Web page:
I like plain text for a number of reasons but in the context of writing, it provides a semantic layer that rich text does not. Headings in markdown mean something. Headings in rich text editor just look like headings without any semantics or bearing on the document’s structure beyond it’s visual cues. Professionally I use plain text for this reason but for fiction I don’t feel as compelled to do so.
As you’d expect, Ulysses handle markdown as well as any editor by styling certain syntax features with rich-like text. This improves legibility.
Something that may annoy markdown purists is the way Ulysses obscures the syntax for images and links. This was a little strange at first, but not only did I get used to it but I came to prefer it. It’s cleaner and as a result, makes the writing experience much nicer when compared to a regular text editor.
I don’t have many complaints but one, and it’s minor, is that I wish they used CriticMarkup, instead of their own editing syntax. Scrivener doesn’t have a native change tracking feature at all, so it’s not exactly a black mark against Ulysses, which at least does something.
One thing I really like is the style editor, allowing you to modify and create different styles for different syntaxes. Out of the box Ulysses has style sets for Markdown, Markdown XL, Textile’d and MiniMark. It’s only available on the Mac version.
That got me thinking of the possibility of using other markups, including the extremely powerful AsciiDoc, which I use professionally as a technical writer. It wouldn’t support everything, but Ulysses allows for the passthrough of text blocks which is how I was able to use MultiMarkdown tables as well as metadata headers.
Scrivener by contrast is a full rich-text processor so it doesn’t need UI hacks or cues to display styled text – it displays it as is. Scrivener has support for Markdown, at least on compile, but it feels like a second-class citizen. It doesn’t provide any syntax highlighting in the editor so because of this limitation, its never stuck with me as a markdown tool.
Syncing in Ulysses is much better than Scrivener.
Ulysses’s syncing mechanism is based on Apple’s CloudKit, using iCloud as the source of truth. It’s faster than Scrivener and automatic. It can do this because it’s file-format is much more conducive to Apple’s CloudKit API.
Scrivener meanwhile is dragging its legacy package-based format like a ball and chain into the mobile age. It’s a complex, macOS bundle that mixes XML, pLists and RTF wrapped up in a folder masquerading as a file. It doesn’t work well with iCloud or CloudKit and that’s not likely to change.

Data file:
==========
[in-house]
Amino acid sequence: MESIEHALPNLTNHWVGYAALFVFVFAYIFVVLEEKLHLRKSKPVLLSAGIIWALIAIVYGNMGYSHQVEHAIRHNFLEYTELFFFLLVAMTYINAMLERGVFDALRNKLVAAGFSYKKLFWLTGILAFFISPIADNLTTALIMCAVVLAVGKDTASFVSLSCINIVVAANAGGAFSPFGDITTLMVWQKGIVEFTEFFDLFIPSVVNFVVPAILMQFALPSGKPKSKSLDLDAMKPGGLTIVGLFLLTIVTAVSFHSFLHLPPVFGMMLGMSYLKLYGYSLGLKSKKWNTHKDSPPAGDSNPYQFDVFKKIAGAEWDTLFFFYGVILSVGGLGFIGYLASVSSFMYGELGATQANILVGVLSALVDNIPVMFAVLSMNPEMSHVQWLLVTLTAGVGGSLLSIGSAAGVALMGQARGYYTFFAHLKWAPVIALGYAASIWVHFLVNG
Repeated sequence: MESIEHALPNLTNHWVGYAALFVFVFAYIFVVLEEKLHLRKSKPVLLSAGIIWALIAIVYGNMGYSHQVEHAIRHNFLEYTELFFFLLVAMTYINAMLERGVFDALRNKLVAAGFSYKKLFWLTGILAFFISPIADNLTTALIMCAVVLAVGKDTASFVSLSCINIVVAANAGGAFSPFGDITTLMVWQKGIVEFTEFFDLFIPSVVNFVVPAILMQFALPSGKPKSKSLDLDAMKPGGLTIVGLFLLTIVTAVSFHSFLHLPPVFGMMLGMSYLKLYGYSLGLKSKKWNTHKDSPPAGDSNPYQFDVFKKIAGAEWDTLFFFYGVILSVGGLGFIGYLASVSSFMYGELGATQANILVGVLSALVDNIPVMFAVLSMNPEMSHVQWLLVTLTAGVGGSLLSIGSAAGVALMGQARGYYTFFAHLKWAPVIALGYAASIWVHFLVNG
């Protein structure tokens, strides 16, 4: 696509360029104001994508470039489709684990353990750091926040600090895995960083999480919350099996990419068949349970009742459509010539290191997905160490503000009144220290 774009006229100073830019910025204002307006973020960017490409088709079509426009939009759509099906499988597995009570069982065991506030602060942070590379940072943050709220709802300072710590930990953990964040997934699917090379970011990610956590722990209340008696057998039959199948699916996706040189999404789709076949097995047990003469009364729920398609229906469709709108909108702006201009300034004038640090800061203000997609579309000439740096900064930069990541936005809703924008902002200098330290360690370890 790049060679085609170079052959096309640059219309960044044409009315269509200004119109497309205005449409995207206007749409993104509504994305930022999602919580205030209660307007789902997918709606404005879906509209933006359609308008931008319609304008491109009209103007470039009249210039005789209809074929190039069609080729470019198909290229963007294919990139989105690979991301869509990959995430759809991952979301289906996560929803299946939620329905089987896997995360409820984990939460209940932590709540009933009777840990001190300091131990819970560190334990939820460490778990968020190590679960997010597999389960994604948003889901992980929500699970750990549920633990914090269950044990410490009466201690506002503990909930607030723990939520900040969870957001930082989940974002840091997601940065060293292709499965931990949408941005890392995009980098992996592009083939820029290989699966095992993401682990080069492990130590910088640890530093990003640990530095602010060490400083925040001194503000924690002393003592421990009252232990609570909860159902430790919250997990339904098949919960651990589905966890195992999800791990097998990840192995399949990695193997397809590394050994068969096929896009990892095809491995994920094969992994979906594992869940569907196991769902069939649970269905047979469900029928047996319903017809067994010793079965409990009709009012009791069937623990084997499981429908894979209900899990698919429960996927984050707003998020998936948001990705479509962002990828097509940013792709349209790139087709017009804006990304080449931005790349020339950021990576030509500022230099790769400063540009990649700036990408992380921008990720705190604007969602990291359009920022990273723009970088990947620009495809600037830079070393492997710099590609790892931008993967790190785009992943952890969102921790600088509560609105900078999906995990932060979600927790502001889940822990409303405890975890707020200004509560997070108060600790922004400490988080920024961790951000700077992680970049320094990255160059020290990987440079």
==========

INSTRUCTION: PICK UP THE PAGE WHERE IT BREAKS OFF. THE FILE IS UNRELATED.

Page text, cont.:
Scrivener’s syncing is initiated manually and only works with Dropbox, a company I neither like nor trust. I’ve also had several conflicts and even crashes that prompted me to stop using Scrivener on my Mac mini. Mac to Mac syncing seems to have been the cause of my woes. That said (and once I ditched the Mac mini) it has worked well enough for my needs and in some respects, I like the manual control and the assertion by the developer that Dropbox’s API is much better for Scrivener. There’s altogether too much smoke and mirrors with iCloud, but in fairness, it does seems to work very well indeed.
I’ve touched on this already. Ulysses enjoys almost complete feature parity between its iOS and macOS versions. Where differences exist they are mostly to do with the lack of multi-window management on iOS , the differences in input or more advanced features like the theme and markup editors.
This parity offers users much more flexibility. You can use Ulysses on iPad and never have to use the macOS version. For writers like me who prefer the dual-platform approach, Ulysses offers a near seamless workflow.
I love Scrivener for iOS and I’ve made it work for me as the mobile accessory to my writing workflow. However, Scrivener for iOS lacks many of the power features of its desktop counterpart meaning that I’m still reliant on Scrivener for macOS. I’m fine with that because it suits the way I prefer to work now, but if I ever migrated full-time to iOS that would be a bummer.
Scrivener is project based and most users, myself included, typically create a Scriv document for each project be it a book, trilogy, thesis or whatever.
Ulysses by contrast gets you to shove everything in one bucket it calls the Library. I’m not sure how that scales, but in theory I could use Ulysses for all my writing: notes, correspondence, stories and even this blog (which is written in Markdown). Writer Matt Gemmell, recently showed how he organises his books in Ulysses, which was both instructive and reassuring that Ulysses is capable of handling that kind of complexity.
All my writing, in one app that’s virtually the same on my Mac or iPad does make for a very compelling argument. The older and busier I get, the less I tolerate friction. Ulysses is very good at reducing friction.
Yet, it also scares me. In contrast to Scrivener, the Ulysses library is hidden from sight, residing somewhere in the guts of your home folder’s Library (hidden for several versions now) in some obscure iCloud directory. This is likely to do with iCloud so I’ll give the Ulysses developers the benefit of the doubt that this is not deliberate obfuscation. Yes, I know it can load external folders, however this does not enjoy feature parity with the Library.
Even if you choose to use Scrivener with Dropbox, you still have an easily-accessible file you can interact with.
The Ulysses library has some conceptual and practical downsides, especially for an old school UNIX nerd like me. Principally, there’s a level of abstraction between you and your files that makes interoperability between applications and utilities much more difficult.
When I use plain text, I do so because I value its interoperability. I edit text files in multiple applications because 1. no editor is perfect and 2. I use multiple operating systems. As a UNIX/Linux user, much of my interaction with plain text is on the command line. I script, grep, pipe, cat and transform text.